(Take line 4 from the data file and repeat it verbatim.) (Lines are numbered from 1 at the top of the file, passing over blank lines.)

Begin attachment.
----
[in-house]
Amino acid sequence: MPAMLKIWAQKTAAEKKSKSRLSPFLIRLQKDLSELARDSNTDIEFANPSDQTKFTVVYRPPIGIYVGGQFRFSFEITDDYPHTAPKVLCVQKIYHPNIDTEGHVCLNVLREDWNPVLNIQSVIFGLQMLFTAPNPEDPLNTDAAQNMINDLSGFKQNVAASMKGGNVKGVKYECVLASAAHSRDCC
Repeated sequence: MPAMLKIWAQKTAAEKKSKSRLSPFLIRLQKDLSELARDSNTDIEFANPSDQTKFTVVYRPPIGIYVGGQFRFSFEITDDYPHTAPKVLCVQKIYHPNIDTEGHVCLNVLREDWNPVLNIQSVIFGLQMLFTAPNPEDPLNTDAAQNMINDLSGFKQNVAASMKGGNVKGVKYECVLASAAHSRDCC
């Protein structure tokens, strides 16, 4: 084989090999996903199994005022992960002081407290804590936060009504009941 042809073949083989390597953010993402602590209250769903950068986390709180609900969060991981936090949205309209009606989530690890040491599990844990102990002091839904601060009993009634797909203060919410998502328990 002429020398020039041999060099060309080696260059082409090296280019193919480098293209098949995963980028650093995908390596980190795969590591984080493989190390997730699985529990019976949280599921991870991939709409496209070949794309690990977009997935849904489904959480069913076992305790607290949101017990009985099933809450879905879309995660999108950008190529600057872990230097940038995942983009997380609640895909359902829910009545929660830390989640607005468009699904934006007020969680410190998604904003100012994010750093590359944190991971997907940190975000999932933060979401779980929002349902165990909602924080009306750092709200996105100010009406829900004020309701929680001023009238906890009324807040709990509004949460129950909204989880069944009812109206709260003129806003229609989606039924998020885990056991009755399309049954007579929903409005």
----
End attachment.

């Protein structure tokens, strides 16, 4: 084989090999996903199994005022992960002081407290804590936060009504009941 042809073949083989390597953010993402602590209250769903950068986390709180609900969060991981936090949205309209009606989530690890040491599990844990102990002091839904601060009993009634797909203060919410998502328990 002429020398020039041999060099060309080696260059082409090296280019193919480098293209098949995963980028650093995908390596980190795969590591984080493989190390997730699985529990019976949280599921991870991939709409496209070949794309690990977009997935849904489904959480069913076992305790607290949101017990009985099933809450879905879309995660999108950008190529600057872990230097940038995942983009997380609640895909359902829910009545929660830390989640607005468009699904934006007020969680410190998604904003100012994010750093590359944190991971997907940190975000999932933060979401779980929002349902165990909602924080009306750092709200996105100010009406829900004020309701929680001023009238906890009324807040709990509004949460129950909204989880069944009812109206709260003129806003229609989606039924998020885990056991009755399309049954007579929903409005």